The anecdotal evidence on the ground confirms what others - prominent among them General Colin Powell, the former US Secretary of State - have been insisting for months now: that the US army is 'about broken'. Only a third of the regular army's brigades now qualify as combat-ready. Officers educated at the elite West Point academy are leaving at a rate not seen in 30 years, with the consequence that the US army has a shortfall of 3,000 commissioned officers - and the problem is expected to worsen.

And it is not only the soldiers that are worn out. The wars in Iraq and Afghanistan have led to the destruction, or wearing out, of 40 per cent of the US army's equipment, totalling at a recent count $212bn (£105bn).

But it is in the soldiers themselves — and in the ordinary stories they tell — that the exhaustion of the US military is most obvious, coming amid warnings that soldiers serving multiple Iraq deployments, now amounting to several years, are 50 per cent more likely than those with one tour to suffer from acute combat stress.

The army's exhaustion is reflected in problems such as the rate of desertion and unauthorised absences — a problem, it was revealed earlier this year, that had increased threefold on the period before the war in Afghanistan and had resulted in thousands of negative discharges.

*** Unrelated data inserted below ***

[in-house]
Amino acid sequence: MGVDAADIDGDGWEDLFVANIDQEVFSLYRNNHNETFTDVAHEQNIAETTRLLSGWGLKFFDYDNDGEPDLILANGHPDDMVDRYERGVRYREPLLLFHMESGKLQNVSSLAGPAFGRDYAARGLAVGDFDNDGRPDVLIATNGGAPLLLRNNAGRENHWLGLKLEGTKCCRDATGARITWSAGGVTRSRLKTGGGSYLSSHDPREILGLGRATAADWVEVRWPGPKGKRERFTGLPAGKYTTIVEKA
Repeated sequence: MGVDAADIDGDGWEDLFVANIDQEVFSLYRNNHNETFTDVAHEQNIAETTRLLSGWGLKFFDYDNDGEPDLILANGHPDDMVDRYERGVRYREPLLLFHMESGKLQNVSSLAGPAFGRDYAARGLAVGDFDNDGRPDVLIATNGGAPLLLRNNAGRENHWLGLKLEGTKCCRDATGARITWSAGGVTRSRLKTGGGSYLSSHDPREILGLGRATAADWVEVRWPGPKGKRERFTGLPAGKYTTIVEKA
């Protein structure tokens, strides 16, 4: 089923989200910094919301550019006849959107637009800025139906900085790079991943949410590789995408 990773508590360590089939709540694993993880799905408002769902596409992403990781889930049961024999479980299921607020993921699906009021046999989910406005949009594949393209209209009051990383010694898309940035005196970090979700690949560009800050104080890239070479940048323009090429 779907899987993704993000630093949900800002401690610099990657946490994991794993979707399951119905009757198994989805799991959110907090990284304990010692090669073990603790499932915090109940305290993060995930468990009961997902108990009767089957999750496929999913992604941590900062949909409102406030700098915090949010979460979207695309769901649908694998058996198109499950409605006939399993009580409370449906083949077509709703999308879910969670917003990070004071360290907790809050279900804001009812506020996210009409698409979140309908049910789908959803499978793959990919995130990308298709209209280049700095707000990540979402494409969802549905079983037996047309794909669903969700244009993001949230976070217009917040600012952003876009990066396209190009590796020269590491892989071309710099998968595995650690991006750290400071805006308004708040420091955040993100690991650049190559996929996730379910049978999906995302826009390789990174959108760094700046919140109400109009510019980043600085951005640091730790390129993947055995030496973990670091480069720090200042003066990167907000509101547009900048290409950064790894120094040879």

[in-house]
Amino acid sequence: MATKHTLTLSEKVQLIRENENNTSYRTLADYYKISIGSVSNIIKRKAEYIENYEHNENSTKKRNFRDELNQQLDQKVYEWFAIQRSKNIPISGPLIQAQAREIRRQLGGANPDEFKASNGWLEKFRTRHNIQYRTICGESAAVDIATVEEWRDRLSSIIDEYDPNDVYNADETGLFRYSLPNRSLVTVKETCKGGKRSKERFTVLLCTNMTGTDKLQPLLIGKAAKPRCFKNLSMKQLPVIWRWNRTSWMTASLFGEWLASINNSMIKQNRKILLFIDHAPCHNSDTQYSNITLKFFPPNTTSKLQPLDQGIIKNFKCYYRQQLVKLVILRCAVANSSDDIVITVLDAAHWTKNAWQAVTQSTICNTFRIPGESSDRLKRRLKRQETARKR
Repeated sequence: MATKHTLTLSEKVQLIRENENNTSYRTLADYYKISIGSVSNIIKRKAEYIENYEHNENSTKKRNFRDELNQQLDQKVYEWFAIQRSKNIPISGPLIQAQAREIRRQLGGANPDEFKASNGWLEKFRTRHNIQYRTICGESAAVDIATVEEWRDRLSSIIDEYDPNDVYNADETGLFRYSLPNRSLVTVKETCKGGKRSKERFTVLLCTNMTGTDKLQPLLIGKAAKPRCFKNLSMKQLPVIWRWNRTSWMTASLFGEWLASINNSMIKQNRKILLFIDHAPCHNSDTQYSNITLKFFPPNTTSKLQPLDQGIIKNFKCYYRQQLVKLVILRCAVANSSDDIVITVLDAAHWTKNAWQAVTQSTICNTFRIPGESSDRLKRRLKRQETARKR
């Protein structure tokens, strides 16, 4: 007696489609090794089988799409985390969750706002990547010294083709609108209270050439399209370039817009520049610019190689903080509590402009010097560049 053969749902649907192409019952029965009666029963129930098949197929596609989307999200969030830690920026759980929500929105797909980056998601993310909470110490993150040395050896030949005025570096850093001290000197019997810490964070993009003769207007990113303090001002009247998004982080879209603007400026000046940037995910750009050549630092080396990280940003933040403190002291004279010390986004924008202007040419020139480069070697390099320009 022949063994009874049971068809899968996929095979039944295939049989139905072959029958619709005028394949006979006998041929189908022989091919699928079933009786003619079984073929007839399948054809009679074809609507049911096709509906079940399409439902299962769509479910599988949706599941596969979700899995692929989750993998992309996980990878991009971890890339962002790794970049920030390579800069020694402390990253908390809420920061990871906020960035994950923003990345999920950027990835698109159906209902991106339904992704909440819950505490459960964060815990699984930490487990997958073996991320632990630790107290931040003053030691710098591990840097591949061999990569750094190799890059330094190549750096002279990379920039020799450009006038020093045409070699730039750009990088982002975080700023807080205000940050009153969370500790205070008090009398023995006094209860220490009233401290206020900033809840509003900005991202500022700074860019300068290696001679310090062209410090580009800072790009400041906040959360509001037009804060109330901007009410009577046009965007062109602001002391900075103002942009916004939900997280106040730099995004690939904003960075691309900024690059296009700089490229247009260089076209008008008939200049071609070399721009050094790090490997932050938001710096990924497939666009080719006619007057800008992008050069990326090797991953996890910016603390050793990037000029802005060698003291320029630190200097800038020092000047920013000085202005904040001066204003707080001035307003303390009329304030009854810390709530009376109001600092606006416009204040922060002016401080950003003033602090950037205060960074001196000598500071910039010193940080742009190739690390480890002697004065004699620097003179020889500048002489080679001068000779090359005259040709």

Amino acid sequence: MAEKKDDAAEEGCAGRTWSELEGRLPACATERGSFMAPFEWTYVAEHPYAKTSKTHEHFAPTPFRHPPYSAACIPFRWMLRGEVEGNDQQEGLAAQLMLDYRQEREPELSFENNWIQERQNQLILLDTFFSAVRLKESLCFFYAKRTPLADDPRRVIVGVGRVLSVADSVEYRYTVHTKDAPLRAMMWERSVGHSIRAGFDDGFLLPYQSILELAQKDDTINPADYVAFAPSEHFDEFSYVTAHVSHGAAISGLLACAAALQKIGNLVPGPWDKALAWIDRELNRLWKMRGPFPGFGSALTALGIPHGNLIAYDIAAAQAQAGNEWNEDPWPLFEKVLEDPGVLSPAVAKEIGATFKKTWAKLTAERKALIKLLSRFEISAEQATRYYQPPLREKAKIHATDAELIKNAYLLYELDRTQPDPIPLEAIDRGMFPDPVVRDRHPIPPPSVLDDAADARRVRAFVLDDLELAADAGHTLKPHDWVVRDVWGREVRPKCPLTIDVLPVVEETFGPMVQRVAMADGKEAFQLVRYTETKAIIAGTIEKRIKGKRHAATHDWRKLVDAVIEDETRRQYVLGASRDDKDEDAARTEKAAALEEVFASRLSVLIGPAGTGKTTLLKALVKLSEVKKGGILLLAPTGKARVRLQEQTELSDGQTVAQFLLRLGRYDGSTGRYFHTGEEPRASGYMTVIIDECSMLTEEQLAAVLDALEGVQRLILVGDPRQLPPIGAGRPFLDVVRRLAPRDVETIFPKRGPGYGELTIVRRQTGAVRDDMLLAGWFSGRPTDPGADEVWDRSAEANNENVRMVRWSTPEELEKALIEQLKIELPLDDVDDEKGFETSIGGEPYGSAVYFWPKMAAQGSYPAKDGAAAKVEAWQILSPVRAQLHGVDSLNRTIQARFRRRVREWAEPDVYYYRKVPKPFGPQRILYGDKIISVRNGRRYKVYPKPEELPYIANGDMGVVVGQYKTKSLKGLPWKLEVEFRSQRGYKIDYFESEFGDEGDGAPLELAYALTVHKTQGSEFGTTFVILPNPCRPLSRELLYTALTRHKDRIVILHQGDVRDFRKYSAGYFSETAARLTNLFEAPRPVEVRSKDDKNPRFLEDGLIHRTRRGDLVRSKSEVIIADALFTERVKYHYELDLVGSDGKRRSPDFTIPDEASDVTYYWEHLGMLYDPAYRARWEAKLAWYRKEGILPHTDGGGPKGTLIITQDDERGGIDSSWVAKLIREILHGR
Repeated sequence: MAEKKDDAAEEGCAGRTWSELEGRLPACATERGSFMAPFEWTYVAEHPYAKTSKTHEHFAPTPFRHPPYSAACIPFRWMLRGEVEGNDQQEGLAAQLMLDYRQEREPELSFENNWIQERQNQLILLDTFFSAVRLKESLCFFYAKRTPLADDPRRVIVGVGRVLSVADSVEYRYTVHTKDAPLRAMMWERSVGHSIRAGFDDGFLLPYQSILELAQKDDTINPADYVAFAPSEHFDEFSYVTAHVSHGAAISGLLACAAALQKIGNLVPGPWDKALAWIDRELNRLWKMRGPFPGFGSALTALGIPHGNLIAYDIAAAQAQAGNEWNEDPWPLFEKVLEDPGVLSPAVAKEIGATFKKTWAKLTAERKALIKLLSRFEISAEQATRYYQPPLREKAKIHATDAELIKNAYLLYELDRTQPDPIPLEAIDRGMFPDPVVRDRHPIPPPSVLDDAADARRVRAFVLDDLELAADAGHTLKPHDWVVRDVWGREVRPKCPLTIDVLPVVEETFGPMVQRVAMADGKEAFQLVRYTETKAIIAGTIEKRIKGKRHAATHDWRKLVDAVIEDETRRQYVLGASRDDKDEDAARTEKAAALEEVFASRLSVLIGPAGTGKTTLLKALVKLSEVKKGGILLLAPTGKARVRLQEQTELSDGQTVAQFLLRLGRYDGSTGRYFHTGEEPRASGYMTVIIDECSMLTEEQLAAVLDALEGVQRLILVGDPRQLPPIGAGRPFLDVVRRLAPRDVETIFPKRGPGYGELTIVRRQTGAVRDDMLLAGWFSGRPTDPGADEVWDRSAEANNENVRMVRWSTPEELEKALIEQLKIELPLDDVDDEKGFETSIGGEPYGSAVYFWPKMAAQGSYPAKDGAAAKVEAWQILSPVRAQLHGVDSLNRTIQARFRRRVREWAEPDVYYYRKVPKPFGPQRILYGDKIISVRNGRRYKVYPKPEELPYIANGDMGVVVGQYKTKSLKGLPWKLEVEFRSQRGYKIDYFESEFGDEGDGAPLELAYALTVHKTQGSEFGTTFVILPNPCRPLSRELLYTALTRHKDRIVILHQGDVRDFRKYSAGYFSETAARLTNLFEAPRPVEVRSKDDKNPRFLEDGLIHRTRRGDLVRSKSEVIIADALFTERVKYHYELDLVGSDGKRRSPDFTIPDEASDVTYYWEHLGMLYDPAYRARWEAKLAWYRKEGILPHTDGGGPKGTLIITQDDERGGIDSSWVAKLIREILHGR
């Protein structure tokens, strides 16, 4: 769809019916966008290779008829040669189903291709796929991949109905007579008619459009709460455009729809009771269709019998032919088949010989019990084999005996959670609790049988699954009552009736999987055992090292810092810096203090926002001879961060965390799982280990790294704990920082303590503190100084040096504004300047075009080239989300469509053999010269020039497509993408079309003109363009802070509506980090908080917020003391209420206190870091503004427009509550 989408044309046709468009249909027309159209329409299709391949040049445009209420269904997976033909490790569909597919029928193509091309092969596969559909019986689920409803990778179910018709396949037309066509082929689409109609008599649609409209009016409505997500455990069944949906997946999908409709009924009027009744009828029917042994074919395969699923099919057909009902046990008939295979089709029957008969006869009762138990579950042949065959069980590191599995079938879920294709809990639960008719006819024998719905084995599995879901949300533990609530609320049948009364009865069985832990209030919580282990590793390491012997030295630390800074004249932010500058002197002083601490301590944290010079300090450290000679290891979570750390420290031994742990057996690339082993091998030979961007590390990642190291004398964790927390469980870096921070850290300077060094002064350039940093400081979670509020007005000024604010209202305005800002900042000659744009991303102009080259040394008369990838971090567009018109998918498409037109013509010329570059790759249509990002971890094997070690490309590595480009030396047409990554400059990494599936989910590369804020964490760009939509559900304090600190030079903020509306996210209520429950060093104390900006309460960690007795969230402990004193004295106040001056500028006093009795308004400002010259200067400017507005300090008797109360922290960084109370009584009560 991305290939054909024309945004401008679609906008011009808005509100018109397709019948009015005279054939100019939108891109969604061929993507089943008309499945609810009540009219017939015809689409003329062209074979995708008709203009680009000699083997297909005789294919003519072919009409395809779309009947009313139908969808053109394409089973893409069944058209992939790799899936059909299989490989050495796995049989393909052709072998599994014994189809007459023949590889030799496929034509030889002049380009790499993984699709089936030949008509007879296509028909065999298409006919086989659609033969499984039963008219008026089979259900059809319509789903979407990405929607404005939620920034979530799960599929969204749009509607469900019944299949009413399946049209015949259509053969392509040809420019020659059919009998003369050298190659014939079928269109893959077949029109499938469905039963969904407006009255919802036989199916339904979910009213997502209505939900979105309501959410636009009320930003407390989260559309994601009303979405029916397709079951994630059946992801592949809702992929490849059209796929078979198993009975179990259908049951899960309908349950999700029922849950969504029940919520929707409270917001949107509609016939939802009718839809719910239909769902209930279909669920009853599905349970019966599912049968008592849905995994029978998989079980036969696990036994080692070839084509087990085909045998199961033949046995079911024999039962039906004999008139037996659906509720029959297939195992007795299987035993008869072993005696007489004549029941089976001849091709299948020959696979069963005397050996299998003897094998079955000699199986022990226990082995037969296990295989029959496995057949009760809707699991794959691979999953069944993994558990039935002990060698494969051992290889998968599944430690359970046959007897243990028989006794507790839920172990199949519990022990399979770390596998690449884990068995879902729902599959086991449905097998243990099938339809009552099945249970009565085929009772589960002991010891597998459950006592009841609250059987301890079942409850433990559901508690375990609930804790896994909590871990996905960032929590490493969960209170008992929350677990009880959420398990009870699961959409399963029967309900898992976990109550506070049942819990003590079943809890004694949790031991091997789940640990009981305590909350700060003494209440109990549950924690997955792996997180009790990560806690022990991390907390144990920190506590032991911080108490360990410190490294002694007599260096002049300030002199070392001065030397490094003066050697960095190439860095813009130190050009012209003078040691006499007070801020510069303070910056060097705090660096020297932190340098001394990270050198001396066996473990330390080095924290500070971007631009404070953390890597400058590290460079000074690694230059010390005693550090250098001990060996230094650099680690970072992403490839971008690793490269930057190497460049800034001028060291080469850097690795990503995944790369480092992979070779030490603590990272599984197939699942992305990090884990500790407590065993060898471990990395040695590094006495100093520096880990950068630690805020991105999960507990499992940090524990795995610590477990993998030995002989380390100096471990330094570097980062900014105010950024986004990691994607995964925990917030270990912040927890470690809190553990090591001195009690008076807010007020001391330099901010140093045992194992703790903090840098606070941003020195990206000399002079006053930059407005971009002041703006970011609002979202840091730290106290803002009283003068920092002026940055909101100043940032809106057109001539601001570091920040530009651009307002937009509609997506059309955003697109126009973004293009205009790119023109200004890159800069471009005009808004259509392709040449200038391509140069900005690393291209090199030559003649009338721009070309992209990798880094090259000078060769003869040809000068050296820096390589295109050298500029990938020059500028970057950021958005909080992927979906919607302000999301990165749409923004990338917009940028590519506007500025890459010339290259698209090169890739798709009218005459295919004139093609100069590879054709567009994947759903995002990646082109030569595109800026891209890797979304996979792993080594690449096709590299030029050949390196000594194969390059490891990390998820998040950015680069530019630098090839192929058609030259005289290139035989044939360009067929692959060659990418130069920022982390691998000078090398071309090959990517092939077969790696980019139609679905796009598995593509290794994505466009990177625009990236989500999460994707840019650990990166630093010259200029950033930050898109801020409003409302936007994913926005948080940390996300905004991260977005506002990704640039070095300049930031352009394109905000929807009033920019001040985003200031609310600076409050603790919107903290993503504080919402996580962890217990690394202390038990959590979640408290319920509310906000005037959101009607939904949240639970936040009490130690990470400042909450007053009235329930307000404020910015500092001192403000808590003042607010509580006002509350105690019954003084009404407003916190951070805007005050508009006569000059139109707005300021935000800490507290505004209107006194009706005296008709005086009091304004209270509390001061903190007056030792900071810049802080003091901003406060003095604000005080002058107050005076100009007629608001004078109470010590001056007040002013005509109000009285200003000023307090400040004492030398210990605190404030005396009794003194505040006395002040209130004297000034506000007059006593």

This is why Lt. Gen. Lute has brought up the idea of a draft. Of course, as Vietnam showed, if you want a desertion problem, all you have to do is draft people to fight an unpopular war.

More bad housing news — defaults getting repoed faster than they can be resold

The result will likely be a downward push in the price of existing homes:
Major lenders are repossessing homes in Southern California much faster than they can sell them, a development that could set off a downward spiral of price cuts and more foreclosures.

At some point — maybe this fall, maybe in 2008 — the lenders’ inventories will grow so large that they will have no choice but to start aggressively cutting prices, many agents and analysts predict.

That, in turn, will put more pressure on individual sellers, who will have to reduce their own prices if they want to find a buyer.

As values fall, more people could lose their homes, which would swell the lenders’ inventories anew.

One thing the LAT story misses is that, if house prices slide enough, all of a sudden, local school districts, cities and counties face budget crunches. That’s the story that hasn’t yet been covered; at some point, local elected officials will have to start making some tough budget decisions.

Aren’t buyers somewhat to blame for the housing bubble, too?